That "Level Playing Field"
#1
I assume we can safely agree that it's now off the agenda for the Brexit negotiations?

It appears nation states can do what they like tax wise in the EU after all. So clearly if you're not in the EU....

https://www.bbc.co.uk/news/business-53416206
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#2
so basically, Ireland are using Apple as a loss leader!
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#3
If only we were in the EU to take advantage of something we could have done all along but were told we couldn't.

The level playing field is what the EU are asking for as part of the negotiations, we have actually painted ourselves into a corner on this by the looks of it. We will have to sign up to it as part of the deal when we never had to apply it in the first case - comical!

But we won't be worse off in any way will we chaps.
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#4
(07-15-2020, 10:41 AM)baggy1 Wrote: If only we were in the EU to take advantage of something we could have done all along but were told we couldn't.

Clearly, as this court case has highlighted, it was the E.U. telling us we couldn't. They tried to bully Ireland to stop doing it.
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#5
Think you probably need to read the article JOK. Ireland didn't want Apple to pay the tax, the EC wanted them to under competition laws, the EU general court said Ireland were right.

Here to help
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#6
Over the years we probably exercised more opt-outs than just about any EU member. Big ones some of them: tax harmonisation; Schengen; The Euro... Quite why this point wasn't forcibly made by the Remain camp during the 2016 campaign I have no idea. The only person I heard raise the point was Gordon Brown during one of his late-in-the-day interventions.

I'm still waiting for someone to explain how our borders will be more secure post-Brexit than they are at present. Preferably someone other than Dominic Raab.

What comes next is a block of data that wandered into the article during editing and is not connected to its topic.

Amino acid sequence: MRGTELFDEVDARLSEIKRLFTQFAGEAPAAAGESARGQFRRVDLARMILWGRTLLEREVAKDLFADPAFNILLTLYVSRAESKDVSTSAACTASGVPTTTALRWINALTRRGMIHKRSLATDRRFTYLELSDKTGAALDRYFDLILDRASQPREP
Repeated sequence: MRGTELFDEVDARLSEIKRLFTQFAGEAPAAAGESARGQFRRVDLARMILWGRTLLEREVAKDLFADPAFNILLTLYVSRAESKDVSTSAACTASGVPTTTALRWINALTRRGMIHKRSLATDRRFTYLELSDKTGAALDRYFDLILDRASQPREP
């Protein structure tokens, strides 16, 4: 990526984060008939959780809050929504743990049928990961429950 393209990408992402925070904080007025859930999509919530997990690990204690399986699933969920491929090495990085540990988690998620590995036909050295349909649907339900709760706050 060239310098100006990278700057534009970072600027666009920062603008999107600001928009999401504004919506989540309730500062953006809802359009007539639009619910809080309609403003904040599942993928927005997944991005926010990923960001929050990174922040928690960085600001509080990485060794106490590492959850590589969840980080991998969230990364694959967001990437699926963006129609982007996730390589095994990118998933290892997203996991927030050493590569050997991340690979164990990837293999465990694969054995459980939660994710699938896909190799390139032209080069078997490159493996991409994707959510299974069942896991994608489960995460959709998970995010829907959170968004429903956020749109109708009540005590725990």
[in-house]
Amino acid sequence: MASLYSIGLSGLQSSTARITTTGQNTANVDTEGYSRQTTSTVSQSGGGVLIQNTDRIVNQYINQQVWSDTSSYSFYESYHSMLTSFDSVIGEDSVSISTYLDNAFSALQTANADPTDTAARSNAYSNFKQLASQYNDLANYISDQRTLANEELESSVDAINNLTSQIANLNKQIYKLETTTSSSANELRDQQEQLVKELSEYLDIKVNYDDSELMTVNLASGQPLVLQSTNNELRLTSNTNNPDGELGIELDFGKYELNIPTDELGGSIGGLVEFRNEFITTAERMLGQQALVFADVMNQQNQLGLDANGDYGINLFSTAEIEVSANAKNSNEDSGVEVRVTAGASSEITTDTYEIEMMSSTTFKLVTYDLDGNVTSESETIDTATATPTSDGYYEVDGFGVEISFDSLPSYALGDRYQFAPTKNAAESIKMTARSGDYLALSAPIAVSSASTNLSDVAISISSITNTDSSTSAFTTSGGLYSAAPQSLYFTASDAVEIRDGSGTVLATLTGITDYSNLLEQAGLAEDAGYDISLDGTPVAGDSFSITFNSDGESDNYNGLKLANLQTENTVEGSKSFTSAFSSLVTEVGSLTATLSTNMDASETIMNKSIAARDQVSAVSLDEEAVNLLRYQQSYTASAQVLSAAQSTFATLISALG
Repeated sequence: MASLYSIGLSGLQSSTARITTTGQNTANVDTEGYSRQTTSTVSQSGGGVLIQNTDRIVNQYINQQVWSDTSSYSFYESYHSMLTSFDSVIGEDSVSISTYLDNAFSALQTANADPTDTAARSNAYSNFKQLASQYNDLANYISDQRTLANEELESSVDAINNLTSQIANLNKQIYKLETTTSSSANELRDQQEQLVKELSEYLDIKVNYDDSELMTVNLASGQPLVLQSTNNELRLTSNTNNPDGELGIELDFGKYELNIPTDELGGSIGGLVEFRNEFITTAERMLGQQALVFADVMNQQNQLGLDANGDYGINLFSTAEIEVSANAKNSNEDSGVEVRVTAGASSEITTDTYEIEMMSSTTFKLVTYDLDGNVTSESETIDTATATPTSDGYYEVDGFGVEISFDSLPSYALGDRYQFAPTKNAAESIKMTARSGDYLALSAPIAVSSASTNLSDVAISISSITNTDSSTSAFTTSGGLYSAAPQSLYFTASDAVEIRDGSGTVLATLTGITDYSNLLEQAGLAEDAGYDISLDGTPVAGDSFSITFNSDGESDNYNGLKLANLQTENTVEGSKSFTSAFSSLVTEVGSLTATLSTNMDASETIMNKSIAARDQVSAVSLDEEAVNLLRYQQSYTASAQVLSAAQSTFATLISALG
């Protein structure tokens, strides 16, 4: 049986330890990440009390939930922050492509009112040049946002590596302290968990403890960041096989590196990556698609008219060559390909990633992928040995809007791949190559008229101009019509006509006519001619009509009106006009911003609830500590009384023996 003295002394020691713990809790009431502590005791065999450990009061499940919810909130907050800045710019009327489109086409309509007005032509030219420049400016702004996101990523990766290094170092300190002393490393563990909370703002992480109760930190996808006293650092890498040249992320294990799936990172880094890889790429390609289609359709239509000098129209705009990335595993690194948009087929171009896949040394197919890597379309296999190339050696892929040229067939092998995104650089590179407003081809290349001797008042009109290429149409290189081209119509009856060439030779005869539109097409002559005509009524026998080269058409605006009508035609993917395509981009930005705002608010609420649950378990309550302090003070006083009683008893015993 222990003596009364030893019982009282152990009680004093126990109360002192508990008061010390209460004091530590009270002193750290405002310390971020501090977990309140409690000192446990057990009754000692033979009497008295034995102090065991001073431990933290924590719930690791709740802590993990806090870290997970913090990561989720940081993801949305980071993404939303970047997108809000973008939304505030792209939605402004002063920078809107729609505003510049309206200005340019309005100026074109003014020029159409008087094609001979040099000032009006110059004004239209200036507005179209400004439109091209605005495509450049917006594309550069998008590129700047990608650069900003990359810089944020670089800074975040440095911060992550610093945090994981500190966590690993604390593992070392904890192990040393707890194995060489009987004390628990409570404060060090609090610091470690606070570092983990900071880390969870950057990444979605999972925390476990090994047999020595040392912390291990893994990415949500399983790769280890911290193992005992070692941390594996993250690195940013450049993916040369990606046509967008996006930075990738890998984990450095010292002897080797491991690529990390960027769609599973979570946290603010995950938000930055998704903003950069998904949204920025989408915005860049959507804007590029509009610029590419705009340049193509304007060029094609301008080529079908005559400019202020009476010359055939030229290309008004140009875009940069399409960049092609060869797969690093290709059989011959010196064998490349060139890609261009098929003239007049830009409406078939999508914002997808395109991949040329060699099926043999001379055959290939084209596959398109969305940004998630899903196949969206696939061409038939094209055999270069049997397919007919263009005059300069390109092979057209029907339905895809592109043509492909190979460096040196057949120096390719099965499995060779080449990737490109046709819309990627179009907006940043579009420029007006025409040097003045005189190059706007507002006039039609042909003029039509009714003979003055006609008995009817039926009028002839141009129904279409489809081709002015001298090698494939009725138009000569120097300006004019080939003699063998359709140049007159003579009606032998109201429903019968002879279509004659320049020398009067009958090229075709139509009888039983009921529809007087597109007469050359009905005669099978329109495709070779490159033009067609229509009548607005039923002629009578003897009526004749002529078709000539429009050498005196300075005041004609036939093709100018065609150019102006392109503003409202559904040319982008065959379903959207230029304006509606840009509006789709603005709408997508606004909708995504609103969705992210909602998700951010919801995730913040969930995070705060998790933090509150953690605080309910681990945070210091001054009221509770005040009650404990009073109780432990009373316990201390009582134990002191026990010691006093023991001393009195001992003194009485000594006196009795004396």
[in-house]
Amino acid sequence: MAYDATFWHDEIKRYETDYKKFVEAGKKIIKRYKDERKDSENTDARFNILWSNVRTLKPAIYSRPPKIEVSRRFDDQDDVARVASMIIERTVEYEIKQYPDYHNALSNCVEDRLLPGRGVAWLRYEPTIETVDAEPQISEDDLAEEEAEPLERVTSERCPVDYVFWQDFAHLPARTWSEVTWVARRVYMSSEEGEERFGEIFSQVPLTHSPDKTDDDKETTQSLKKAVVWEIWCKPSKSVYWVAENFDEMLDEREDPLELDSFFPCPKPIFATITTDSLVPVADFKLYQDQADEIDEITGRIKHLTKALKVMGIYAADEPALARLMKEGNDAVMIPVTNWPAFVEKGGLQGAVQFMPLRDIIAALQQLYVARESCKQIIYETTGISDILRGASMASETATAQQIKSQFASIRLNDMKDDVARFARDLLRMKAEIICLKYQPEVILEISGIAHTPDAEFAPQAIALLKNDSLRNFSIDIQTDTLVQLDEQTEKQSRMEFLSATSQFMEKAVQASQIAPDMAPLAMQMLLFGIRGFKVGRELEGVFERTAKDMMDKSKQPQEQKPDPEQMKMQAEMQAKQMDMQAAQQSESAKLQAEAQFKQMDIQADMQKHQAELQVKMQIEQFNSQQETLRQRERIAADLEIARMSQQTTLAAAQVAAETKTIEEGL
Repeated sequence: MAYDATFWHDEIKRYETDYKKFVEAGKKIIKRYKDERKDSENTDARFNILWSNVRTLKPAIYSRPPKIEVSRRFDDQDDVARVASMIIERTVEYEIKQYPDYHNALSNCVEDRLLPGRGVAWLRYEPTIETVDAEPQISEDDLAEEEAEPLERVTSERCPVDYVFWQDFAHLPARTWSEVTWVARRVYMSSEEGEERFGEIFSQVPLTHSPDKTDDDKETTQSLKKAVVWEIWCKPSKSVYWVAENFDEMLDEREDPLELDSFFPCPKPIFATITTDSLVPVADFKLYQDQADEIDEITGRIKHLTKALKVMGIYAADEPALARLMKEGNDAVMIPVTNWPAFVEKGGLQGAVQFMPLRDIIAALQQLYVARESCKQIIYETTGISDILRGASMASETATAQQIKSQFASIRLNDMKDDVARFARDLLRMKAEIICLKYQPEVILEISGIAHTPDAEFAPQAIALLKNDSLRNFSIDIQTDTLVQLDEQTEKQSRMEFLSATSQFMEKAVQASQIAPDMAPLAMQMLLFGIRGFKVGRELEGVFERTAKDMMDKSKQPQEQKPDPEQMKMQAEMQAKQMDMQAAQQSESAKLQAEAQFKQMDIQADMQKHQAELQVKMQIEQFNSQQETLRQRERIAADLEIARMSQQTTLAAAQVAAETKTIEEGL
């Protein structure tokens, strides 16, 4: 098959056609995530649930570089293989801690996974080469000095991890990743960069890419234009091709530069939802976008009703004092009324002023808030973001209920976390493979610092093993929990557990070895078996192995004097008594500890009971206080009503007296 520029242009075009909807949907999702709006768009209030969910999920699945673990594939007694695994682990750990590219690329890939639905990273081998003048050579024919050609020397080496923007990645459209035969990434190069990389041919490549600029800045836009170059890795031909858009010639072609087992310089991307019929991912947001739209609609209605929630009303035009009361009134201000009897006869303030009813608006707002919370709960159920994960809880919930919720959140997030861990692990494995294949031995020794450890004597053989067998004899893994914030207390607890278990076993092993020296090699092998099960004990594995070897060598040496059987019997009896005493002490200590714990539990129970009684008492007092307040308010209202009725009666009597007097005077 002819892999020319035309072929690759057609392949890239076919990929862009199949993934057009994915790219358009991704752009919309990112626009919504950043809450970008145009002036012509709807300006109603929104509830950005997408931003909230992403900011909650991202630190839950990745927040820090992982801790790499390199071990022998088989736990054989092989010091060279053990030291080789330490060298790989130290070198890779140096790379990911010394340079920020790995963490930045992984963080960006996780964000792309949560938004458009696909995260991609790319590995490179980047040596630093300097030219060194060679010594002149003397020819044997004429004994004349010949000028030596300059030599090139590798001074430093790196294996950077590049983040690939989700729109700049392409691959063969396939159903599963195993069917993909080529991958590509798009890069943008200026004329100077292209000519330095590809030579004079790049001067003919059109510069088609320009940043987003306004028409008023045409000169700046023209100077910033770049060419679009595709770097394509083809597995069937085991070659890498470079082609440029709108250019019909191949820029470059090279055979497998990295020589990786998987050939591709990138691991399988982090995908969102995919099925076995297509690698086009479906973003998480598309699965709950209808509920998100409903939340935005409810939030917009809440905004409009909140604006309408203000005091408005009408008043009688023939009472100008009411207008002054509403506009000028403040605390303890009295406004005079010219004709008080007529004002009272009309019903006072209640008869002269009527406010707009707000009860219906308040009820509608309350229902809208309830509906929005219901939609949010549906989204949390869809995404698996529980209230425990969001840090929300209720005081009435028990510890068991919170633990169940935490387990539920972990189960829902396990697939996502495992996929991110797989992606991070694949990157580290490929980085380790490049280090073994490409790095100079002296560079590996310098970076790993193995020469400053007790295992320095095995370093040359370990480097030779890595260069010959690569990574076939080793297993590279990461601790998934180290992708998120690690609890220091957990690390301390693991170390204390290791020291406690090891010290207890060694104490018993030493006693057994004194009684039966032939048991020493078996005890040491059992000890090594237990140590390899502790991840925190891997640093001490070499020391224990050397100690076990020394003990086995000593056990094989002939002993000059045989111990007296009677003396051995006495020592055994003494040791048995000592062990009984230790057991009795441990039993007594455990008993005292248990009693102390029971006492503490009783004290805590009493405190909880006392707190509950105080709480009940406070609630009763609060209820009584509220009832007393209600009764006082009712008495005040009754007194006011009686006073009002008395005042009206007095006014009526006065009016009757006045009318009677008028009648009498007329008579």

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#7
(07-15-2020, 11:25 AM)baggy1 Wrote: Think you probably need to read the article JOK. Ireland didn't want Apple to pay the tax, the EC wanted them to under competition laws, the EU general court said Ireland were right.

Here to help
Soz B1 that doesn't help. (I know om a bit fik. Secondary Modern, see) 
I know Ireland didn't want them to pay. You said we could have operated the same. True. But surely the E.U. insisted that Ireland / Apple were breaking some form of E.U. law and told them they had to pay tax. The courts have proved the E.U. were over stepping the mark. 
Ergo. The EU told Ireland they couldn't do that and presumably would have insisted the same to the UK.  
In short, if we were told we couldn't it's because the EU told us we couldn't. Clear?  Confused
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#8
The EU Court, and it was the EC that brought a case against Ireland (much like any law challenge). Here's the hard bit - THE EU COURT UPHELD IRELAND'S STANCE
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#9
(07-15-2020, 03:51 PM)JOK Wrote:
(07-15-2020, 11:25 AM)baggy1 Wrote: Think you probably need to read the article JOK. Ireland didn't want Apple to pay the tax, the EC wanted them to under competition laws, the EU general court said Ireland were right.

Here to help
Soz B1 that doesn't help. (I know om a bit fik. Secondary Modern, see) 
I know Ireland didn't want them to pay. You said we could have operated the same. True. But surely the E.U. insisted that Ireland / Apple were breaking some form of E.U. law and told them they had to pay tax. The courts have proved the E.U. were over stepping the mark. 
Ergo. The EU told Ireland they couldn't do that and presumably would have insisted the same to the UK.  
In short, if we were told we couldn't it's because the EU told us we couldn't. Clear?  Confused

The European Union is not the European Commission.

If you start applying that generalisation then you can end up with "EU tells EU that EU did not break EU rules".
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#10
(07-15-2020, 03:55 PM)baggy1 Wrote: The EU Court, and it was the EC that brought a case against Ireland (much like any law challenge). Here's the hard bit - THE EU COURT UPHELD IRELAND'S STANCE

The European Commission is a European Union court/body, the GCEU (another European Union court/body) has ruled against the EC, who will now appeal to a higher European Union court/body apparently, presumably the CJEU.

Edit: So the above "EU tells EU that EU did not break EU rules" is kind of true!

https://ec.europa.eu/info/about-european-commission_en
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